Healing Through Art, Love & Peace Circles at PBMR
Artwork hangs from the ceiling at Art on 51st (The Gate/Gloria Talamantes)
The smell of freshly brewed coffee fills the air as you open the door at Art on 51st. It is a quaint and cozy gallery space that is utilized for multiple purposes. There is a lot of noise in the room from different voices conversing as they get ready to have the Restorative Justice Community Gathering in the space exhibiting Bound by Sisterhood: Women Sharing Stories of Love & Incarceration.
Community gathering breaks out and some stay behind to talk and enjoy the art on the walls. (The Gate/Gloria Talamantes)
From the ceiling hang a few captivating pieces– three glass windows with sculpted colorful hands at each side of the glass. Each window insinuates that they are trying to touch hands between the glass- an obvious portrayal of visitation time in the jails and prisons.
The right side wall is adorned with huge poster-like paintings with different messages. “On this side of the wall the art is made by women in the juvenile detention center and on the left, we utilized the space to honor the women who have gone through or are going through the suffering of having a loved one incarcerated,” said Sr. Donna Liette.
Art on 51st is a space owned by Precious Blood Ministry of Reconciliation (PBMR). The basement houses a narrow woodshop where youth make their famous Peace Talk wood pieces, their garden beds, picnic tables and more. PBMR is a ministry that works as an agent of reconciliation and healing with people in the community and church who have been impacted by violence and conflict.
Community member takes his turn to speak while being passed the Peace Talk wood piece that is cut in the PBMR woodshop. (The Gate/Gloria Talamantes)
PBMR hosts monthly and bi-monthly shows in the space. “We try to pick a different theme and try to do it bi-monthly, “ said Brother Juan Acuna. “So actually, it was Sr. Donna’s idea to do something for women. So we put the energy to feature art and stories from women for [March] it was very intentional.”
PBMR mainly works with boys but Sr. Donna also accompanies Jacklyn, the only female incarcerated for life in Illinois. She wanted to celebrate women for Women’s International Month and include the voices of incarcerated women of all ages.
Fr. Kelly knows people at Free Write Arts and Literacy an organization that facilitates one-on-one literacy tutoring, workshops in creative writing, visual art, audio engineering, as well as publishing and public presentation opportunities for youth detained in the Cook County Juvenile Temporary Detention Center. Naturally, they partnered and gathered stories and artwork. “It was a great partnership because we really didn’t have art made by youth,” said Sr. Donna.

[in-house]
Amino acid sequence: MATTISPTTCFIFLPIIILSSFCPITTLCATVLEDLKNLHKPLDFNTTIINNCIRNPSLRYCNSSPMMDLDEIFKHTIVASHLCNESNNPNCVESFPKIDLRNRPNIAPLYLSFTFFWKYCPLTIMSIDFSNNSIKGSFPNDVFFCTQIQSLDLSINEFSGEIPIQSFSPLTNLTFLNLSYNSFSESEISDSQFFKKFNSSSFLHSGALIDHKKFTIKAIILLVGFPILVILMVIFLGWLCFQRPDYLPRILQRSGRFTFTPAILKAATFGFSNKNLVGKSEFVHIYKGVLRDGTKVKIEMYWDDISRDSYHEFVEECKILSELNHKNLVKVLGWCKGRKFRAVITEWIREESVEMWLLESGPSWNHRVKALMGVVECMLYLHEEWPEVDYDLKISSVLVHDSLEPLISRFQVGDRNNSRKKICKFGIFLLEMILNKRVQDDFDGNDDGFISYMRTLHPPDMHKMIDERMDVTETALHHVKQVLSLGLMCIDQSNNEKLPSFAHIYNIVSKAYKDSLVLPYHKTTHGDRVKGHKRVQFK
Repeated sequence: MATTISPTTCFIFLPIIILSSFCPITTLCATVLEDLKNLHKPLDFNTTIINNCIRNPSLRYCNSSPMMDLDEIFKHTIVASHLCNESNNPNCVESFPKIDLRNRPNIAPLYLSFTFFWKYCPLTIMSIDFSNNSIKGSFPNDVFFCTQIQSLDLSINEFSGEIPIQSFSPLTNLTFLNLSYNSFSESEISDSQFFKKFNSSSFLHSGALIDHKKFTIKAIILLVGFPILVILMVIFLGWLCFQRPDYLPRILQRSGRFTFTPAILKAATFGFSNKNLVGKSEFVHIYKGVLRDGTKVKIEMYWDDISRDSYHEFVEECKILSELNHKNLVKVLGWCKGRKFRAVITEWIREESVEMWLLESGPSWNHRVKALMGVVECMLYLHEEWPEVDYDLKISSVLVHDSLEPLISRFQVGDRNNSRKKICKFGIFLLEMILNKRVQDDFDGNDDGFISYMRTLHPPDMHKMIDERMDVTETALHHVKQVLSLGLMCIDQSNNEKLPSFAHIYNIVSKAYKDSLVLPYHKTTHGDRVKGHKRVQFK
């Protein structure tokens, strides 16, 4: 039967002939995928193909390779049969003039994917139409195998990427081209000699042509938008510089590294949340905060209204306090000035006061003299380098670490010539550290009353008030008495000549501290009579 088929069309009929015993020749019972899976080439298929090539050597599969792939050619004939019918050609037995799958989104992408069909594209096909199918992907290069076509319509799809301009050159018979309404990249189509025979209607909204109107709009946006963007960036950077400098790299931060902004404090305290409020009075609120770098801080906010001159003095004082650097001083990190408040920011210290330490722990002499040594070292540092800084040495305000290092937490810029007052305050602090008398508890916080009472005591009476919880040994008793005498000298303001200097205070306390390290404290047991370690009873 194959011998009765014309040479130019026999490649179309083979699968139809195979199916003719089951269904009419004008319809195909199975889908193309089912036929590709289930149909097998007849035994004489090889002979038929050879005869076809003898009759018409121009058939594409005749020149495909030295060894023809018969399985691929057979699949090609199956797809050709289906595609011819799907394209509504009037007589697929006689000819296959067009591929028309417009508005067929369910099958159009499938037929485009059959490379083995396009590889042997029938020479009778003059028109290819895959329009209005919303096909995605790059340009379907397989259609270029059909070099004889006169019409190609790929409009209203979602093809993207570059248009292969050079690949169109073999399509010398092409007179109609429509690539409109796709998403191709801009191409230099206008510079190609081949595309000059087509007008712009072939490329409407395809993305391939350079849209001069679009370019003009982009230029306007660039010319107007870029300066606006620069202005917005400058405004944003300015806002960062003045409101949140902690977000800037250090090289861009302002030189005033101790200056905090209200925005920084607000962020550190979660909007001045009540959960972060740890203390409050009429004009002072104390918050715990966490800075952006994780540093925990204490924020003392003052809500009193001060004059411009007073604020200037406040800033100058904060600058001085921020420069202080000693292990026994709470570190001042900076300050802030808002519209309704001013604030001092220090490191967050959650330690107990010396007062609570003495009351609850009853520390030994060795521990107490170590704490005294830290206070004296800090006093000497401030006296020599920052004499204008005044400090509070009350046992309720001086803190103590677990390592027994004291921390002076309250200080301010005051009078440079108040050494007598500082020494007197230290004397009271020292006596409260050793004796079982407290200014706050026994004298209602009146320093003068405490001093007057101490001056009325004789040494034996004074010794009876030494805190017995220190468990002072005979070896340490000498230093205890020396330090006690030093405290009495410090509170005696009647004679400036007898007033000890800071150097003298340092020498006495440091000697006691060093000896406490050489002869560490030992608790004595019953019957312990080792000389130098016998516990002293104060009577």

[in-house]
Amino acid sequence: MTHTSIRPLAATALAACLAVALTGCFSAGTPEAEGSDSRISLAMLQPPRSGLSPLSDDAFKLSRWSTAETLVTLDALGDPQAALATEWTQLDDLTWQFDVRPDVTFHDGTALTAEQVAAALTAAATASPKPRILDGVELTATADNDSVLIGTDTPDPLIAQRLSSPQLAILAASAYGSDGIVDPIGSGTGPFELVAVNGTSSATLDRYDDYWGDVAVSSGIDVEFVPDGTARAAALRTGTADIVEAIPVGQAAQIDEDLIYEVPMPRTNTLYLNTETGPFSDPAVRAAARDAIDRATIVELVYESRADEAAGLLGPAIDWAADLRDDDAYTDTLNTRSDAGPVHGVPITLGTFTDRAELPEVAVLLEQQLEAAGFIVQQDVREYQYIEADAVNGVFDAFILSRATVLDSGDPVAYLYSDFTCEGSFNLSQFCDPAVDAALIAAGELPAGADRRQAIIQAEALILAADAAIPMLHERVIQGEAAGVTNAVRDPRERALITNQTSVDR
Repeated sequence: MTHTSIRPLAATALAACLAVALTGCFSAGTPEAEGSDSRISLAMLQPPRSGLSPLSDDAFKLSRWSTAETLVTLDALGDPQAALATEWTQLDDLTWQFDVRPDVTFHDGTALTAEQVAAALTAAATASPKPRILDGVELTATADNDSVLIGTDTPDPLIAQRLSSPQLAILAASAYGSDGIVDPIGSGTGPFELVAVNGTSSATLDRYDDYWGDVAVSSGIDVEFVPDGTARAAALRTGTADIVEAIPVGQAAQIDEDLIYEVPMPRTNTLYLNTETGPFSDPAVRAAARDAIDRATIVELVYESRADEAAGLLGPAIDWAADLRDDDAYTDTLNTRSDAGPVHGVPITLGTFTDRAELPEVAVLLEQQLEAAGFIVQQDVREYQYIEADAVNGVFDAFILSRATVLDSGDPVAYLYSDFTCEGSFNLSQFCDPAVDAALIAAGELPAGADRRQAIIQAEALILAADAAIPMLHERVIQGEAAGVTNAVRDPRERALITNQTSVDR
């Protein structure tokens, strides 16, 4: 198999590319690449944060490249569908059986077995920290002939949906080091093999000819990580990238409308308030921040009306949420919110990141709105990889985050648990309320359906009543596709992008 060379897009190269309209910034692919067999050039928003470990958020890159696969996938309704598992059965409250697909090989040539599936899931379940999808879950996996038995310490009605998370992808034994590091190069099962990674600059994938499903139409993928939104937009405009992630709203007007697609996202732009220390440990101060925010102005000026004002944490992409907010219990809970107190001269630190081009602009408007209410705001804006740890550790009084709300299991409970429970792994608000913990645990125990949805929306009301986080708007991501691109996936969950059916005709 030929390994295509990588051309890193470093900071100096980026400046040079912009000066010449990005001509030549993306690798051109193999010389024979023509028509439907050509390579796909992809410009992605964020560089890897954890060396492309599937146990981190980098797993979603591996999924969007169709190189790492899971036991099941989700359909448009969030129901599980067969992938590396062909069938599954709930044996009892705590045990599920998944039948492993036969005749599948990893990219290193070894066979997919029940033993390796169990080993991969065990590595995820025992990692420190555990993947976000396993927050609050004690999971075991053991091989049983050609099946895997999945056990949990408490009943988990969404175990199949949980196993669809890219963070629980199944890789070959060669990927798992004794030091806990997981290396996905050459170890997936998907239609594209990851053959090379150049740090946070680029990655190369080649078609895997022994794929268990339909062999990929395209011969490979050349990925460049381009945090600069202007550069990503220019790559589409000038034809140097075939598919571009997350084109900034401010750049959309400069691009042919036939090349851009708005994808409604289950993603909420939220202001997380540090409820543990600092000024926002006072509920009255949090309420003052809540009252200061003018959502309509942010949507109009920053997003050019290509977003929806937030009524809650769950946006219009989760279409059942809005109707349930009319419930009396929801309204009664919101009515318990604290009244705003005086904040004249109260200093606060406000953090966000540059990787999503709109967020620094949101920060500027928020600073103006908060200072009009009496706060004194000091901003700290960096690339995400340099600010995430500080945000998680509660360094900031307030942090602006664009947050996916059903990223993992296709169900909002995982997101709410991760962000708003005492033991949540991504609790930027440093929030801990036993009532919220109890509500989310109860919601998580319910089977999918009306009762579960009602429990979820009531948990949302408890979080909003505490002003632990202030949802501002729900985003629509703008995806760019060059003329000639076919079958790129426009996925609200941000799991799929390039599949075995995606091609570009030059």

She also works with a group of mothers in the neighborhood who have lost children to violence or are incarcerated. “We meet once a month, it’s more of a circle, first of all, we have a really nice brunch for them,” said Sr. Donna. The Mother’s Healing Circle was envisioned and started because when they would visit incarcerated youth she noticed a reoccurring ask. “They kept saying, when we visited, call my mother, call my mother I am really worried about my mother, I should’ve listened to my mom,” Sr. Donna explained. “ I started calling moms, another woman said why don’t we start a group.”
Sr. Donna said recently, she has been receiving calls and visits from concerned mothers from the neighborhood who have recently lost children to violence.
“Yesterday I got a call from a mother who had lost a son, she’s from the neighborhood and so it’s a real need and I guess someone passed the word- healing and sharing these stories and knowing that someone is with them and understands how they hurt,” said Sr. Donna.
PBMR also organizes trips to Menard and other prisons to keep families connected. “It’s expensive and for some of them, we are the only resource to visit their relatives…Menards is a seven to eight hour[drive]alone,” said Br. Juan. The exhibit is filled with work by women and shares the perspective of what it is to be directly impacted by incarceration
“We want the public to become informed about the impact of incarceration- to engage with the exhibit and to build with each other through dialogue and action can be very proactive in removing the causes of suffering and restoring the relationships harmed” said Sr. Donna to Free Write an organization that works with incarcerated and court-involved youth. These young people are engaged in the performing, visual, and literary arts.
For more information about the Art on 51st Center please contact Sr. Donna via email at firstname.lastname@example.org or call (773)952-6643. A new April Gallery exhibit will have new work and in May PBMR is looking to partner with the Richards Career Academy after-school visual arts program, Community Arts Sustaining Academics, CASA.